Happy International Cat Day!


Just had to share a post by the US Department of the Interior about this – good information on wild cats and beautiful images! Enjoy!

Let’s have a couple of videos, too.


The rusty-spotted cat actually has competition for the title of smallest cat–Africa’s black-footed cat and South America’s kod-kod.

But there is no doubt in anybody’s mind who is the king of cats . . .




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The Iberian Lynx – A Survivor

There’s endangered as in “let’s put this species on the list” and then there’s endangered as in “we could only get fourteen into vehicles before the wildfire smoke got too thick; we had to leave the other thirteen behind.”

The Iberian lynx is in that second group.

    • Good news: There are more than twenty-seven lynx on the Iberian peninsula – this particular emergency happened on June 25th at a single breeding center. One cat died of stress, but the others, including the thirteen that couldn’t be evacuated, survived. (Lyne)
    • Bad news: In 2016, camera traps counted a total of only 483 wild Iberian lynx. And that June wildfire destroyed part of one of their remaining two wild habitats. (Lyne; Martín-Arroyo)

The other major members of this adorably bearded, ear-tufted, and furry-footed group of middle-sized cats – bobcats, the Canada lynx, and the Eurasian lynx – are doing all right.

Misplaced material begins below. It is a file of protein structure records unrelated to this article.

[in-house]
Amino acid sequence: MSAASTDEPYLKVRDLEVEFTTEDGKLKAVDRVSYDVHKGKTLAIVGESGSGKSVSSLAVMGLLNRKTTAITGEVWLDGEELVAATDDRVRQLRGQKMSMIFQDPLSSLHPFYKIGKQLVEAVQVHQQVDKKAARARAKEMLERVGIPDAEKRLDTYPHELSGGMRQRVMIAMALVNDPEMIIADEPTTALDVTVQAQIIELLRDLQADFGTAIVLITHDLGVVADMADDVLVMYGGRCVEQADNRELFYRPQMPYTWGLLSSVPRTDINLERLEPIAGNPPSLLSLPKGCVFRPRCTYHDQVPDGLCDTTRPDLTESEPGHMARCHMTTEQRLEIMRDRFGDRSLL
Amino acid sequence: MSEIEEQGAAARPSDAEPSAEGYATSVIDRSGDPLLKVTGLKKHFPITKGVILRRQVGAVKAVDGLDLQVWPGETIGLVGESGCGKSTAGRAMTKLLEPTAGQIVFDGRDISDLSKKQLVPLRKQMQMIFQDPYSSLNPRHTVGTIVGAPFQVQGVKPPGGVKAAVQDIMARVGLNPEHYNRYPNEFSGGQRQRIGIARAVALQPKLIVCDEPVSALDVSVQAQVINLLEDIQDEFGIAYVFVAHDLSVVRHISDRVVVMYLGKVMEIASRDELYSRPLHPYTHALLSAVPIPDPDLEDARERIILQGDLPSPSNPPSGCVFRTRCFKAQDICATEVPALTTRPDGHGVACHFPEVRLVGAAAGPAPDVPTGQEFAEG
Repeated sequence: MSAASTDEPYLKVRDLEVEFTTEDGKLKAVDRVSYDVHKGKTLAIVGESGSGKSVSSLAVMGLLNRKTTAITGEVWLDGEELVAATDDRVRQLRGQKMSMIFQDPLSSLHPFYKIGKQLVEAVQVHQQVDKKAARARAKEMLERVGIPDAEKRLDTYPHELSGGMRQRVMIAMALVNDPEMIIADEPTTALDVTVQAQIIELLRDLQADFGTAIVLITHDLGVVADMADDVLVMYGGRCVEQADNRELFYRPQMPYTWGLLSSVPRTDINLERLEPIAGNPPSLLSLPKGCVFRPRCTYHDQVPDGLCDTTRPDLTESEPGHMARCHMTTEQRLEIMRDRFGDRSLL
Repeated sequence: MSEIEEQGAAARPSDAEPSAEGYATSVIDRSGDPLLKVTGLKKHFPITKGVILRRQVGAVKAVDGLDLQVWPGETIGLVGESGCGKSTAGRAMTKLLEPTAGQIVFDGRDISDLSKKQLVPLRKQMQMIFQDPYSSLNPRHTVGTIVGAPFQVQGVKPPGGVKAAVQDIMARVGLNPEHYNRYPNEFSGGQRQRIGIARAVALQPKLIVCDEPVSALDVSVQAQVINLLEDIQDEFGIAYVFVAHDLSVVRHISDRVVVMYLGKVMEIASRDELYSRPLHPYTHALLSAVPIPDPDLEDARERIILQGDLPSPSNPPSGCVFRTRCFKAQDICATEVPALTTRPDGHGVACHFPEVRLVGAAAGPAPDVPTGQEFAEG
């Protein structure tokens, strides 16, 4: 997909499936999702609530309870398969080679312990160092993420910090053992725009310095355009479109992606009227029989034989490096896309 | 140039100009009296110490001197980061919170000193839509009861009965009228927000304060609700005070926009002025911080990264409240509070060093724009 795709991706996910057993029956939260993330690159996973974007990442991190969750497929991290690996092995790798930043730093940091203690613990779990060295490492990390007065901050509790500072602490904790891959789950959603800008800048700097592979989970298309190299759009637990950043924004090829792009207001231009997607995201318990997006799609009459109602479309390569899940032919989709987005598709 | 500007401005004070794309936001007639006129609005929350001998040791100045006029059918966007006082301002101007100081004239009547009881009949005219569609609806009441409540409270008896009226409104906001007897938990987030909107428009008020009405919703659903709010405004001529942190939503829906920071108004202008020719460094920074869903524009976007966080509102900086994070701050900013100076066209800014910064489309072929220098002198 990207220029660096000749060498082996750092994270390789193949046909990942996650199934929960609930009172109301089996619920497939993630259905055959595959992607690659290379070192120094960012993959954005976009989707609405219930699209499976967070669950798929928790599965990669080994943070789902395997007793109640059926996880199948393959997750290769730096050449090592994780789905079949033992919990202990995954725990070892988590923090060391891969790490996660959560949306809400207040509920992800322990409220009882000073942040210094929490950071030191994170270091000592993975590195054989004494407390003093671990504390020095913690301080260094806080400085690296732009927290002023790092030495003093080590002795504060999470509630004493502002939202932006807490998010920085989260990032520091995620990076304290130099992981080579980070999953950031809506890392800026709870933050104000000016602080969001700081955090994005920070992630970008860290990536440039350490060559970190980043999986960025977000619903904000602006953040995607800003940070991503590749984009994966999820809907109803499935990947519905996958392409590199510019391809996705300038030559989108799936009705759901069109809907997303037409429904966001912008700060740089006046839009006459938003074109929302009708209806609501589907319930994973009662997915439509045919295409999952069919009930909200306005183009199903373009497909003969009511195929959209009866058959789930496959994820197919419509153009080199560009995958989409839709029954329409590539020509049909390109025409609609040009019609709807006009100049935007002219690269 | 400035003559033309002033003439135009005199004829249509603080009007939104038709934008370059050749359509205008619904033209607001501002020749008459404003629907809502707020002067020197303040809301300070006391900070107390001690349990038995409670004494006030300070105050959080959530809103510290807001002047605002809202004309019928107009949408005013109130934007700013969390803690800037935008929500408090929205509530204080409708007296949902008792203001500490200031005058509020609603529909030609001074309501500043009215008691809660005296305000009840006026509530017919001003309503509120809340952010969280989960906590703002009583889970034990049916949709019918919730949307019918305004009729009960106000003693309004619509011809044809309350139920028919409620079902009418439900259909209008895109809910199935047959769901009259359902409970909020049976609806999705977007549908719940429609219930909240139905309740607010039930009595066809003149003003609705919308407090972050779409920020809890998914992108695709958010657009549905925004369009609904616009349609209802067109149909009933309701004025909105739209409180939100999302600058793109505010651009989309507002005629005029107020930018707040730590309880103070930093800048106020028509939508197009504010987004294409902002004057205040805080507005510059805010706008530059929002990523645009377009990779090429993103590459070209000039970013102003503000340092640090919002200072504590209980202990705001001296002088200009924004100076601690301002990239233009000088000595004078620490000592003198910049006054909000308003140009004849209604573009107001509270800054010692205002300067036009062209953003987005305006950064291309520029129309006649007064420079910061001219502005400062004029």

Why the problem in Iberia?

This is one of the lynx species that specializes in rabbits. Unfortunately, the bunnies in its region are especially vulnerable to some diseases, so finding prey has been a problem. (Rodríguez and Calzada)

Iberian lynxes are also very well attuned to their habitat, which people are disrupting as the population grows. Other human influences including poaching and the spread of roads. (Martín-Arroyo; Rodríguez and Calzada)

Their future is still uncertain, but if not for the ongoing conservation programs, Iberian lynx would go extinct in less than fifty years. (Rodríguez and Calzada)


Featured image: Iberian Lynx Ex-situ Programme. http://lynxexsitu.es/album.php?sec=fotos&id=26 CC BY 3.0 ES

Sources:
Iberlince website (English version). http://www.iberlince.eu/index.php/eng/sitemap . Accessed multiple pages August 14, 2017.

Lyne, N. 2017. “After a month in the wild, tired and thin, Fran the lynx makes it home.” El País in English. https://elpais.com/elpais/2017/07/25/inenglish/1500982478_184023.amp.html Accessed August 14, 2017.

Martín-Arroyo, J. 2017. “La población de linces supera los 500 ejemplares pese a los atropellos.” El País.  https://politica.elpais.com/politica/2017/08/04/actualidad/1501858925_047732.html Accessed August 14, 2017, translated into English by online machine.

Planelles, M. 2017. “El incendio de Doñana golpea a uno de los núcleos de población del lince.” El País. https://politica.elpais.com/politica/2017/06/27/actualidad/1498553055_680421.html Accessed August 14, 2017, translated into English by online machine.

Rodríguez, A., and Calzada, J. 2015. Lynx pardinus. The IUCN Red List of Threatened Species 2015: e.T12520A50655794. http://www.iucnredlist.org/details/12520/0 Downloaded on August 14, 2017.